Large apertures result in faster, less detailed prints. It is possible to print at apertures that are larger than the filament size. However, larger apertures require the hotend to melt a much larger volume of material than a smaller aperture in the same time period. Some hotend manufacturers produce high flow hotends for this purpose with stronger heating elements.

The hotend is typically set and maintained at a specific temperature for an entire print. This printing temperature depends on the material used. Each material has a recommended temperature range. Roughly, use PLA at 200C, ABS at 230C and other materials like PEEK require a temperature as high as 400C.

When selecting a hotend, temperature stability, ease of maintenance, the max temperature, and flow rate are important considerations.

Multiple Filaments

Most 3D printing is done with a single filament type for the whole print. However, some printers have multiple hotend+extrusion heads and can print several materials at once. This can be done to print in multiple colors, or make an object out of materials with different properties.

Advanced printers are also experimenting with hardware and techniques that allow multiple filaments to be used through the same extruder.

3D Printing Toolchain

Aside from the mechanics and tool head that drive a 3D printer, software is needed to create a design and export that design in a format that the 3D printer can use.

While some 3D printers have software tailored specifically for their hardware, many printers can use a range of software. In order to get from print to final product, the process is to create a design in a CAD tool, export a 3D model, and then convert the model to machine code for printing.

Model Creation

It is not necessary to create your own designs. Sites like YouMagine and Thingiverse host an incredible number of files you can use to get started. You should learn how to do this anyway!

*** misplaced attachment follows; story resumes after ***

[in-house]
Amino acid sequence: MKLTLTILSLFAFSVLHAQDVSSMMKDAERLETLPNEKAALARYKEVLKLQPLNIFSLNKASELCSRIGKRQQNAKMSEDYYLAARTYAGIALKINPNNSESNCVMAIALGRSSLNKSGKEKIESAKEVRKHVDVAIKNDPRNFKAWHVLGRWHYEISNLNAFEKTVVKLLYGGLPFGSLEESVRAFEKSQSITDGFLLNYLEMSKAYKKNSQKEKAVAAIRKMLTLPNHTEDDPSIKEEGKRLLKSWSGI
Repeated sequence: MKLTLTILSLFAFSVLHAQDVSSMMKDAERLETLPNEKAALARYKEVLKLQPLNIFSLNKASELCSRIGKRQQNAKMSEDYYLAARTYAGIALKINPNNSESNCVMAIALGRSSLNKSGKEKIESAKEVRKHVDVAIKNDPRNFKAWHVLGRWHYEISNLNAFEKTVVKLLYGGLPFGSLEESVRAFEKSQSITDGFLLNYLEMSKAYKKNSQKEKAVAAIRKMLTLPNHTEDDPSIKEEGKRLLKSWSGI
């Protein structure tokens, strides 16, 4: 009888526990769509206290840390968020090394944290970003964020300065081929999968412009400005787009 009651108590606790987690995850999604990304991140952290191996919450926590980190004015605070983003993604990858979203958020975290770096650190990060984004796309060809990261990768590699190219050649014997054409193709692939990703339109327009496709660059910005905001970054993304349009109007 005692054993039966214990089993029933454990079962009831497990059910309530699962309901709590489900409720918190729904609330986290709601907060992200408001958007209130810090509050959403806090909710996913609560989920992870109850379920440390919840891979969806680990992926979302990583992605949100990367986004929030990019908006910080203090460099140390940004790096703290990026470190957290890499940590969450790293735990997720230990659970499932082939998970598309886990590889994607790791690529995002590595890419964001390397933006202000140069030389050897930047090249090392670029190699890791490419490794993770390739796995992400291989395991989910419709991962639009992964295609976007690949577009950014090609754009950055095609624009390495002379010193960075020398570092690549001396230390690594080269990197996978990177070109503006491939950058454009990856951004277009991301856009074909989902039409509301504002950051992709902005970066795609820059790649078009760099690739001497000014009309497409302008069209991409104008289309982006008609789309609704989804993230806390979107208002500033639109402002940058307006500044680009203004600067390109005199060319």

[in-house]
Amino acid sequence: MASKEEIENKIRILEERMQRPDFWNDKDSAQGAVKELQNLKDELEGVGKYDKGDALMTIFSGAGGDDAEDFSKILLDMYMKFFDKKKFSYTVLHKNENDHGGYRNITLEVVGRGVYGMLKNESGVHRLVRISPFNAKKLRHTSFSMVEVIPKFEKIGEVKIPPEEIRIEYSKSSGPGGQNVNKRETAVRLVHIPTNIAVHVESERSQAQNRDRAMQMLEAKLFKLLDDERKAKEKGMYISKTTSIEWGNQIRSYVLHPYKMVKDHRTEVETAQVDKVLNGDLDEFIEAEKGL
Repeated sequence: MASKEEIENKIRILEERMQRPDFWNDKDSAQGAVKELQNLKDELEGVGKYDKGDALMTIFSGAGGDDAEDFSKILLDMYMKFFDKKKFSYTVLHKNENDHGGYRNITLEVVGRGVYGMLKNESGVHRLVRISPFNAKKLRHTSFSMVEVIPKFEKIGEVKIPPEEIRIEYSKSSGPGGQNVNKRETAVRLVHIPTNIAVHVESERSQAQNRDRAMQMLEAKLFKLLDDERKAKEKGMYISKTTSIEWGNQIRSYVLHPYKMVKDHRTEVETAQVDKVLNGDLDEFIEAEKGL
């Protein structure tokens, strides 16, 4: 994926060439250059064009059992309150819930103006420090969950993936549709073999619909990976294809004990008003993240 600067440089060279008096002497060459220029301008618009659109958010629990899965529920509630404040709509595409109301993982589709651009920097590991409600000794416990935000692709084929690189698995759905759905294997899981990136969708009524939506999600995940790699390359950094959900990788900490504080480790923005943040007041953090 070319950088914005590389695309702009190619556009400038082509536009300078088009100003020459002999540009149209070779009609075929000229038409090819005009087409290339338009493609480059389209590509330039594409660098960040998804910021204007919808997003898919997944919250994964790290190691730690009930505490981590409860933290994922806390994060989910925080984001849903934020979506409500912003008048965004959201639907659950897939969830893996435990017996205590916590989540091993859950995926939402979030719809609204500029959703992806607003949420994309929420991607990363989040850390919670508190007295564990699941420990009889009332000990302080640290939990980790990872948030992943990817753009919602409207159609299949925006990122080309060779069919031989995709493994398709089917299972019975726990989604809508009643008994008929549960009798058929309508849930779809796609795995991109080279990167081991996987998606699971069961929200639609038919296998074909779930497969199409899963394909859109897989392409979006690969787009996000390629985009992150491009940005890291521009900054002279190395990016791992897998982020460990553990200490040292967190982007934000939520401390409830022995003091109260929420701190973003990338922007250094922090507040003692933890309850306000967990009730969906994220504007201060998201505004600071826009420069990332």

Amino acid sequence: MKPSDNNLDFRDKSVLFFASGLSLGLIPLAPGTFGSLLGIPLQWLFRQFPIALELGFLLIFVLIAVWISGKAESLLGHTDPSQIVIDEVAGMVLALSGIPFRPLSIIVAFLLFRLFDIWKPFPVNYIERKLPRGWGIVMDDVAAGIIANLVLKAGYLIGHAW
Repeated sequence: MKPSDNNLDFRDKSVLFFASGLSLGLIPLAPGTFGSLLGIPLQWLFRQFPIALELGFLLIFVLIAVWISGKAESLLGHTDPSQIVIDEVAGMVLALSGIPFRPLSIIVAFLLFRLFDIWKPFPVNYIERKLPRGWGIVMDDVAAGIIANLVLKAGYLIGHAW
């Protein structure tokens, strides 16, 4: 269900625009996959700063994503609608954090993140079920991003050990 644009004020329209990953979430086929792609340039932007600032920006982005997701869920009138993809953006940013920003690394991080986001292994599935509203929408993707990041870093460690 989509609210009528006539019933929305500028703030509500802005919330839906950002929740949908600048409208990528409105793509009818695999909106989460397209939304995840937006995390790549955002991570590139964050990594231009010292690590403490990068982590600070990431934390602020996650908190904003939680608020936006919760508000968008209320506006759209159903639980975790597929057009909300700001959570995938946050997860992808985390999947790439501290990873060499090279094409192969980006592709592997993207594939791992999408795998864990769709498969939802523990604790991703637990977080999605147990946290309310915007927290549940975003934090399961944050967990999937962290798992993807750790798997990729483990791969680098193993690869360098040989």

Part design is typically done with CAD software. There are a range of programs you can use that are free or low cost; this includes TinkerCAD, Autodesk Fusion 360, or for something completely different, OpenSCAD.

This software can be used to design parts for ‘traditional’ manufacture (milling, routing) or 3D printing.

It is also possible use with software that is more focused on 3D modeling; tools like Cheetah3D and Blender are used by artists and animators. This software is generally better at ‘sculpting’ digitally but less efficient at making precise mechanical parts.

If you want to experiment with 3D design on an iPad, there are a range of interesting tools available; the list includes Shapr3D and uMake.

Model Export

Data files are commonly shared via the .STL format. All of the programs listed above can export objects in STL. STL is a mesh format that describes the shape of the file you’d like to build. It is important to note that a lot of information is “lost” when a CAD file is exported to .STL.

While .STL files preserve the shape of the object you have created (with a degree of fidelity you can specify), it does not describe design intent or the steps followed to create a shape. While you can import an STL into a CAD program, it is often easier to start over from scratch if you do not have the original CAD file.

Slicing

before it can be printed. Slicing turns the geometric ‘mesh’ file into machine code, a list of instructions that tells the printer where to move the tool head, when to extrude material, and the right temperature for the hotend.

The most common format for these instructions is called “gcode”... because many of the commands (the ones that relate to moving the toolhead) are prefixed with the letter G. gcode is the same format that CNC mills and router use, and unlike a .STL file, you can read (and edit) gCODE in a text editor.

Here's an example of what gcode looks like:

;LAYER_COUNT:29
;LAYER:0
M107
G0 F3600 X108.179 Y61.217 Z0.3
;TYPE:SKIRT
G1 F1500 E0
G1 F1800 X108.597 Y60.546 E0.03944
G1 X109.08 Y59.922 E0.07881
G1 X109.623 Y59.349 E0.11819
G1 X110.222 Y58.834 E0.1576
G1 X110.87 Y58.383 E0.19699
G1 X111.561 Y57.999 E0.23643
G1 X112.286 Y57.687 E0.27581
G1 X113.039 Y57.45 E0.31519
G1 X113.813 Y57.291 E0.35461

There are a range of slicers out there that allow you to import a STL file, place the object on your print bed, and generate gcode for the printer. Leading free and open source applications include Cura and Slic3r.

While an STL file can be used on any printer, the gcode file you generate takes the specifics of your printer into account and may not be usable on another make/model of printer (and in the most extreme case, could actually damage your printer if configured improperly).

Troubleshooting Prints

It is common when you first start printing to have difficulty getting your prints to succeed. Some designs are much harder to print than others (or impossible to print), so start with something simple, like a cube.